However, A molecule lying at the surface of liquid is attracted by liquid molecules from the bulk of the liquid and feel inward pull. As a result of this inward pull on all molecules lying at the surface, the surface behave as if it were under tension and the surface of the liquid tends to the smallest possible area for a given volume of the liquid. This gives the lowest energy state of the liquid.

Surface tension of a liquid is defined as the force in dyne acting at right angles to the surface along one cm length of the liquid surface.

unit of surface tension is dyne per centimetre or Newton per metre.

Surface tension is a property that arises due to the intermolecular forces of attraction among the liquid molecules. Greater the intermolecular force of attraction, higher is the surface tension of the liquid.

Surface tension of liquid generally decreases with increase of temperature and becomes zero at the critical temperature. Surface tension decreases with increase in temperature is due to on increasing the temperature, the kinetic energy of the molecules increases ,and, therefore the intermolecular attraction decreases.

## Surface Energy

The work in ergs required to be done to increase or extend the surface area by one square centimeter is called surface energy.

The unit of surface energy is ergs per square centimeter or joules per square meter.

## What is the Effect of Temperature on Surface Tension ?

The surface tension of liquid is generally decreases with increase of temperature and becomes zero at critical temperature. The decrease in surface tension with increase of temperature is due to the fact that with increase of temperature, the kinetic energy of the molecules increases and hence intermolecular attraction decreases.

## Viscosity

Viscosity is a property of liquid which resist to flow. Due to viscosity some liquid flow slowly and some liquid flow quickly. Viscosity is nothing but internal reistance to flow possessed by liquid.

Liquids which flow slowly, have high internal resistance which is due to strong intermolecular forces says more viscous or are of high viscosity.

However, Liquids which flow rapidly have low internal resistance which is due to weak intermolecular forces says less viscous or are of low viscosity.

Greater are the intermolecular forces, higher is the viscosity of the liquid. Viscosity decreases with increasing the temperature. Kinetic energy increases on increasing temperature and so intermolecular force of attraction decreases, consequently, viscosity decreases and liquid flow quickly.

We know that liquid flow in layers in a tube. Liquid that contact in the surface of tube is almost stationary. As we move from the surface towards the centre of the tube, the velocity of the liquid layers keeps on increasing till it is maximum at the centre.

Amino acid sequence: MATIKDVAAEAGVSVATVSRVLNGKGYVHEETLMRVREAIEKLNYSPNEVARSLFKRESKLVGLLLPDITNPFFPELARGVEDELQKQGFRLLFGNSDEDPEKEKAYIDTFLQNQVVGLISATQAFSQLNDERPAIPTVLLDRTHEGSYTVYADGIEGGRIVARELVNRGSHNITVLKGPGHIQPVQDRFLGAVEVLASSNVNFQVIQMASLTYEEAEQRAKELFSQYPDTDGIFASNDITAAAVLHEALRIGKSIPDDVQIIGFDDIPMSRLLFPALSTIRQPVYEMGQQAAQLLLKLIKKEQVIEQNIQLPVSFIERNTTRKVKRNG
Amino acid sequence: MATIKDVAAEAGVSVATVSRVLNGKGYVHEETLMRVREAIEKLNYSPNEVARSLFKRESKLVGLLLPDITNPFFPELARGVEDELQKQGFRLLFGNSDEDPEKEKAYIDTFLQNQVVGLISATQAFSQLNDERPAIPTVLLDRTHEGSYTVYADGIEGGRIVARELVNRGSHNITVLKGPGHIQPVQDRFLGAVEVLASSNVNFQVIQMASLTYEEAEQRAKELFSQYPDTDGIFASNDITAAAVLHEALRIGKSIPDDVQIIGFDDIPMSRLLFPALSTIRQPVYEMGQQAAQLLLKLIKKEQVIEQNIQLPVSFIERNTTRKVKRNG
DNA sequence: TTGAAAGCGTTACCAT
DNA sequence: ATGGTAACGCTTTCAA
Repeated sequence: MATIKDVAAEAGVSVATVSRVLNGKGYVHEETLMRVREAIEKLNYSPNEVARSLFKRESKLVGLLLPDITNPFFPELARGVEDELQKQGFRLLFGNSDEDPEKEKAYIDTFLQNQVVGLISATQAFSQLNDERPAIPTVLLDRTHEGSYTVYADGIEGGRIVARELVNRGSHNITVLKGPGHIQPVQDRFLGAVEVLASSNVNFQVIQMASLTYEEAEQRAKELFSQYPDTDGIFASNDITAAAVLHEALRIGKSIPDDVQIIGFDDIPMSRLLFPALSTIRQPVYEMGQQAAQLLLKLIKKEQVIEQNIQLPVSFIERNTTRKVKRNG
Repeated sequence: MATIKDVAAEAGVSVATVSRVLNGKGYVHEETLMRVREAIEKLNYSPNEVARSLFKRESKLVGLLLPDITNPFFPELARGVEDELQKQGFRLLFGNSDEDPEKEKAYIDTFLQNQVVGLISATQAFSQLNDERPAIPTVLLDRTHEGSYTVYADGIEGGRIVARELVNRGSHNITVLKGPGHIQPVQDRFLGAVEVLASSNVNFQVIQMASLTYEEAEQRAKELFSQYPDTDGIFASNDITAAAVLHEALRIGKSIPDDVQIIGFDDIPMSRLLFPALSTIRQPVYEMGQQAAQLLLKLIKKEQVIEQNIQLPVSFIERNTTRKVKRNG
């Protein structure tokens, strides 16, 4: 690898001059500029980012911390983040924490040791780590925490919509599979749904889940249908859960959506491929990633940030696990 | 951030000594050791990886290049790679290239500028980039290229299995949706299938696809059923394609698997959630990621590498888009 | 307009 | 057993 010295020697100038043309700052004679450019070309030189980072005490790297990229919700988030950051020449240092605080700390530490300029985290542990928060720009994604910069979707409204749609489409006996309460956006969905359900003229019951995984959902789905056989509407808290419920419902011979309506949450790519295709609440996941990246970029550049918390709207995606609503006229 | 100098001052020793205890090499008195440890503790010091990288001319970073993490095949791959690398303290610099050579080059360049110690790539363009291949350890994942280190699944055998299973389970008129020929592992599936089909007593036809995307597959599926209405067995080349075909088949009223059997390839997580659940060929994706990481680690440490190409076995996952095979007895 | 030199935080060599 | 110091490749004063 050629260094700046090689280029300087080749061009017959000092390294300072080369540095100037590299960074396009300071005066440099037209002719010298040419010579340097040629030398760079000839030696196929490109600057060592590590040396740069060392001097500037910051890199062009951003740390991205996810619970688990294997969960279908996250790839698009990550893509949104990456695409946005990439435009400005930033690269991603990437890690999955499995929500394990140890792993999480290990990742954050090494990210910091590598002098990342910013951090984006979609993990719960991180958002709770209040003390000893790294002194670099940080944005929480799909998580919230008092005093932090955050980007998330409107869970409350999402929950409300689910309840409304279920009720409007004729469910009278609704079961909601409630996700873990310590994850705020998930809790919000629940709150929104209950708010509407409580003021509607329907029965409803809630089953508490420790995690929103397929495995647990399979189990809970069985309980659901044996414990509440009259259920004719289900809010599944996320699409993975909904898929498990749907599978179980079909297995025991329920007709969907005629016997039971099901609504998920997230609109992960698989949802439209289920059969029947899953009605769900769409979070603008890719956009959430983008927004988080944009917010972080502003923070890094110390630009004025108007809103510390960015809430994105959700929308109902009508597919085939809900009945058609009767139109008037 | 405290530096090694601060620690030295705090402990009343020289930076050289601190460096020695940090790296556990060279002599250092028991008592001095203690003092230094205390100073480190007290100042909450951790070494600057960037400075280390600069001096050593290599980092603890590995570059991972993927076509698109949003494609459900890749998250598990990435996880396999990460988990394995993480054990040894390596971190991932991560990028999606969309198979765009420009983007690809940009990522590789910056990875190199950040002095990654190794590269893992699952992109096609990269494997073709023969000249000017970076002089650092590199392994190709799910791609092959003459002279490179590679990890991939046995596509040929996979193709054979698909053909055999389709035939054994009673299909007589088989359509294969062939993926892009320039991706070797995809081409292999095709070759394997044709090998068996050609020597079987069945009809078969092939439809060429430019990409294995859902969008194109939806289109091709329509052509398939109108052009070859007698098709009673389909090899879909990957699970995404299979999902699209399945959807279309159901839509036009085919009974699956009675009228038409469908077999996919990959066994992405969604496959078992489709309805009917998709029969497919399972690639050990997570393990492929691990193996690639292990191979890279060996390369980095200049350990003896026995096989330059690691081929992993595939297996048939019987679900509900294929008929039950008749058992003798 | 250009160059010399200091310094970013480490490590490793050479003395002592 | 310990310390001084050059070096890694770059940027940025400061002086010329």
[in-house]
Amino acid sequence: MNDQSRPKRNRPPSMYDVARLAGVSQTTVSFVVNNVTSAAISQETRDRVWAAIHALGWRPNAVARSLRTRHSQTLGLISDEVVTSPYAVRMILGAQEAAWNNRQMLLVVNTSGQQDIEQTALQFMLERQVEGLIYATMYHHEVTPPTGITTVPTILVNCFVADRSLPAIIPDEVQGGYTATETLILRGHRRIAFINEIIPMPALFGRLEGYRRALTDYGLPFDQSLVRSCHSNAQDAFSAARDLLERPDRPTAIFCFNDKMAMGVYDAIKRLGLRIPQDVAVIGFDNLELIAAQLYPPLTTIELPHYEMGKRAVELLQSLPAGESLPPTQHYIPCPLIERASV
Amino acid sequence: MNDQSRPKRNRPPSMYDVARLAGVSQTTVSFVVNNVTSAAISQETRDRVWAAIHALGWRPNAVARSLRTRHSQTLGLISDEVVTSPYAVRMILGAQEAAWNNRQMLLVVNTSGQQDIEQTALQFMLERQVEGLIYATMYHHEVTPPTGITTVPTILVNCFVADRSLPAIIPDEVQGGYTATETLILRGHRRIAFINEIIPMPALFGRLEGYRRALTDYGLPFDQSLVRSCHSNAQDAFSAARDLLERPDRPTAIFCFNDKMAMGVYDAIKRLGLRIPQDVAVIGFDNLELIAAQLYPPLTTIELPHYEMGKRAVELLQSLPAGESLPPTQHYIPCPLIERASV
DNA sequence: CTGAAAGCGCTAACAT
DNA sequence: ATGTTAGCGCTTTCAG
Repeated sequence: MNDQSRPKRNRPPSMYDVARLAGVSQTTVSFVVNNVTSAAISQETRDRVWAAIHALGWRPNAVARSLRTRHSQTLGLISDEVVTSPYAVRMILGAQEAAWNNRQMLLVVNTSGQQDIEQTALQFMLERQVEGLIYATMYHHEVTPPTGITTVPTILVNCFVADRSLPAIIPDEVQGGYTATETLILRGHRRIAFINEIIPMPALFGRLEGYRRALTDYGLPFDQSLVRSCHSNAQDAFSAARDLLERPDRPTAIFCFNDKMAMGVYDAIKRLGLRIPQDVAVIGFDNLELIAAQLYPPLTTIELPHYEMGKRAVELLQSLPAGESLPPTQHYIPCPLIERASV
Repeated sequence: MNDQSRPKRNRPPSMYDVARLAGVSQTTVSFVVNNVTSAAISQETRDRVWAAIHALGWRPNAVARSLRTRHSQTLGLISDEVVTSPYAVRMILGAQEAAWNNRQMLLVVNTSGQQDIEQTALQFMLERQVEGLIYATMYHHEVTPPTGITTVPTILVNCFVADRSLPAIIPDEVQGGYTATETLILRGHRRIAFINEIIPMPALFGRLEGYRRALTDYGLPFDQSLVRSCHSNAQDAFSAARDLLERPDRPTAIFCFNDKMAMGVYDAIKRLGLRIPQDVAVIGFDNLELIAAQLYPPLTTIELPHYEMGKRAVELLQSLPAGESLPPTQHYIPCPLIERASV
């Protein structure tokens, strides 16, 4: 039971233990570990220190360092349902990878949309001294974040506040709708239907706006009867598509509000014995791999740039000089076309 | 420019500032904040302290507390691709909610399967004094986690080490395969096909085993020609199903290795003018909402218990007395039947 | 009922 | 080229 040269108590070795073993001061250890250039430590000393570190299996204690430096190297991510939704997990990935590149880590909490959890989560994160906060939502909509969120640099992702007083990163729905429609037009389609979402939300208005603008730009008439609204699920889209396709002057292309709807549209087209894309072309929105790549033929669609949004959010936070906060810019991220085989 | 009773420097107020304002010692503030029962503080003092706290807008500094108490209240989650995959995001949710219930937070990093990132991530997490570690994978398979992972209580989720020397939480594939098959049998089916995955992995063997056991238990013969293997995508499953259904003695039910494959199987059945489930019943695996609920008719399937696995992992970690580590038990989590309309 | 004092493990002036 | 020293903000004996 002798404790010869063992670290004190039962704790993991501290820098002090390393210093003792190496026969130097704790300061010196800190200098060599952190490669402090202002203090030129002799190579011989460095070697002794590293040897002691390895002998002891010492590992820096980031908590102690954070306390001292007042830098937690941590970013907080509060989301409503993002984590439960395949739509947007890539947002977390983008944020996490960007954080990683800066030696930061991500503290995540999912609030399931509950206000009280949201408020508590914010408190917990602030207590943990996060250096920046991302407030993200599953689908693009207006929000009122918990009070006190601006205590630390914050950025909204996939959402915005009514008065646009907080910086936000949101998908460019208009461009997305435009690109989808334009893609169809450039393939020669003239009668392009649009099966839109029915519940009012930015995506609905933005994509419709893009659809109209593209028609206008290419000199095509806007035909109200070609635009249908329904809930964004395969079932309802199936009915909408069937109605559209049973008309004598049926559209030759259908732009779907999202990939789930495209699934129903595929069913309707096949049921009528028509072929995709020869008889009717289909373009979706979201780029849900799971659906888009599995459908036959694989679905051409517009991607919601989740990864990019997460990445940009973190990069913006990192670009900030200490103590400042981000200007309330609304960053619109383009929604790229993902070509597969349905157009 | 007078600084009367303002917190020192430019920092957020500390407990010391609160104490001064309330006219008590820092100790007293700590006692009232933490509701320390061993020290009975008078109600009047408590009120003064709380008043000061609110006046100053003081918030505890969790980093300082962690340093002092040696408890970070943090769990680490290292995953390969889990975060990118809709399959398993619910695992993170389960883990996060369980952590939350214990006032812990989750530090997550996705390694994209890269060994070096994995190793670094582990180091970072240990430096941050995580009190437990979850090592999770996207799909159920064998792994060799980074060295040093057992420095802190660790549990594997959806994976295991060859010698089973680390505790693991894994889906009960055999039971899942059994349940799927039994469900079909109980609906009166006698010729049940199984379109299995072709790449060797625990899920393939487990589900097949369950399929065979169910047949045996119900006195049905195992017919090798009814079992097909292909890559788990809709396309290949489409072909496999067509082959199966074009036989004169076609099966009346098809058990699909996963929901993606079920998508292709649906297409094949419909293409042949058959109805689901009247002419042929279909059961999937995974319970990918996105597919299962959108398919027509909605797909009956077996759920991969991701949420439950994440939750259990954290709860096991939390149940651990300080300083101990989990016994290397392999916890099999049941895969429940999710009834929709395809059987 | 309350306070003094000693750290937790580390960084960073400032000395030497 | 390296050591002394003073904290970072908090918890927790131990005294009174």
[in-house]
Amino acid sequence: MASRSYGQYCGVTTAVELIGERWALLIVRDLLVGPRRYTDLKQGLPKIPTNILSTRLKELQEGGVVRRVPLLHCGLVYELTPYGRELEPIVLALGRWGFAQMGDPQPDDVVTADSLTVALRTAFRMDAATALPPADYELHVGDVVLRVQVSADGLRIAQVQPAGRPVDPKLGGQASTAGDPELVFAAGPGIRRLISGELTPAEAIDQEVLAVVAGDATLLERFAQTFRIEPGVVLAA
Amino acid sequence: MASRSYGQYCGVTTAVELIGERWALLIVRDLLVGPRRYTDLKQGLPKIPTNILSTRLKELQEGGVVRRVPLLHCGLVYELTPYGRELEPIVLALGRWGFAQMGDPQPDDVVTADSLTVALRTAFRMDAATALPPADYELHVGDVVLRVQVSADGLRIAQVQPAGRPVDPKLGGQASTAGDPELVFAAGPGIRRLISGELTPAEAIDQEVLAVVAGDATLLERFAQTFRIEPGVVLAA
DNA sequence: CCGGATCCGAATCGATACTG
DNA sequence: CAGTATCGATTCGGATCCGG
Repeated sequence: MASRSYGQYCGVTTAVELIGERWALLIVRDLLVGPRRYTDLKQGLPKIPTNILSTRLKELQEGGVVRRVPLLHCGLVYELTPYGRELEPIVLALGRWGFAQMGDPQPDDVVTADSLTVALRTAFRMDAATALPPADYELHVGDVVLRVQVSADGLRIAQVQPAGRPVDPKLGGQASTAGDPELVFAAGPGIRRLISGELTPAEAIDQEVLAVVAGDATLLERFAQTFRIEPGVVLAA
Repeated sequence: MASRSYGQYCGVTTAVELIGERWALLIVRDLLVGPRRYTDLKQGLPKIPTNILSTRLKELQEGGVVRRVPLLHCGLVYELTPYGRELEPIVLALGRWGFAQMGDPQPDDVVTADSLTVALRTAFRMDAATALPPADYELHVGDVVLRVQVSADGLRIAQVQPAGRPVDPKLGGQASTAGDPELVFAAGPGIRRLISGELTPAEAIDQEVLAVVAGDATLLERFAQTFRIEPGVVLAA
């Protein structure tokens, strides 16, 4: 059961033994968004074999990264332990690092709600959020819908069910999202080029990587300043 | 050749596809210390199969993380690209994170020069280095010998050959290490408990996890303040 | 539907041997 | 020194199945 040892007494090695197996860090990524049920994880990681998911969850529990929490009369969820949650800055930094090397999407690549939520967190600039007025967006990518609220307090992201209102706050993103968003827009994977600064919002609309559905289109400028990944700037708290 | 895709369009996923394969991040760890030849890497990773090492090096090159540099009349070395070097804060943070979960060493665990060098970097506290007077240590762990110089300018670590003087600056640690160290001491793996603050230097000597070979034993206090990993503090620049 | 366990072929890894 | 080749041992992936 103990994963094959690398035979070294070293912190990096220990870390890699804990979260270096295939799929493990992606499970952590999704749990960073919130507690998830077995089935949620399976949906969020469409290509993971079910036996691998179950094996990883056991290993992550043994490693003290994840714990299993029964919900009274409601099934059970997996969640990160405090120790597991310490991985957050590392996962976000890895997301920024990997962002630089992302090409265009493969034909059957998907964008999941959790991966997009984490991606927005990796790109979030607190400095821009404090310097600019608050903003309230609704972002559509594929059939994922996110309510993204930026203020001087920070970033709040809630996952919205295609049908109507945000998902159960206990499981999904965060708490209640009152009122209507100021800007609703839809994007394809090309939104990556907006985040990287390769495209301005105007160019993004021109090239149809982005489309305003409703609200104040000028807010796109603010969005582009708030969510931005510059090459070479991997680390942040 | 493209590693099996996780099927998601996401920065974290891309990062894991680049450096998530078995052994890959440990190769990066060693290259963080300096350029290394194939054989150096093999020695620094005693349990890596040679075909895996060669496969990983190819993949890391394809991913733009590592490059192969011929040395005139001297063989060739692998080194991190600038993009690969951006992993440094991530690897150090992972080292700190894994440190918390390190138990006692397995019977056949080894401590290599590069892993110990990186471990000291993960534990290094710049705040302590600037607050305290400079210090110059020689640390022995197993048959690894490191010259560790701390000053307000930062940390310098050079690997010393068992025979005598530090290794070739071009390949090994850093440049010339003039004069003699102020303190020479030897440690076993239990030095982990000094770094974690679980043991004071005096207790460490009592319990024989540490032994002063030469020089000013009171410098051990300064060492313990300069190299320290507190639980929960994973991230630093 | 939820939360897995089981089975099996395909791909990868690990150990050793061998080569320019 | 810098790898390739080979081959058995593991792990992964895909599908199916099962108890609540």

The force of friction F between two layers each having area A cm^{2}, separated by a distance dx cm , and having a velocity difference of dv cm/sec ,is given by-

F ∝ A ( dv / dx )

F = η A ( dv/dx)

where η is coefficient of viscosity.

dv / dx is viscosity gradient

If dx = 1cm, A = 1cm^{2} and dV = 1cm/sec

F = η

Coefficient of viscosity may be defined as the force of friction required to maintain a velocity difference of 1 cm/sec between two parallel layers, 1 cm apart and each having an area of 1 sq cm.

The unit of viscosity are dynes sec cm^{-2}.This is also called 1 Poise.

## What is the Effect of Temperature on Viscosity ?

The viscosity of a liquid is generally decreases with rise in temperature. This decrease is about 2% per degree rise of temperature in many cases. This has been explained in terms of Hole Theory of liquids.

The variation of viscosity (η) with temperature can be expressed by the following relationship-

η = Ae^{Ea/RT} -----[Equation-1]

where A is constant and Ea is called the activation energy for viscous flow.

Taking natural log on both sides, we get-

ln η = A + Ea/RT

or ln η = ln A + Ea/R + 1/T -----[Equation-2]

A plot of ln η versus 1/T should be a straight line

The gas viscosity (η) will increase with temperature. According to the kinetic theory of gases, viscosity should be proportional to the square root of the absolute temperature, in practice, it increases more rapidly.

## What is the Effect of Pressure on Viscosity ?

On increasing pressure, viscosity of liquids increases. This is due to fact that decrease in the number of holes as the pressure increases. Therefore it becomes more difficult for liquid molecules to move around and thus it becomes more difficult for them to flow.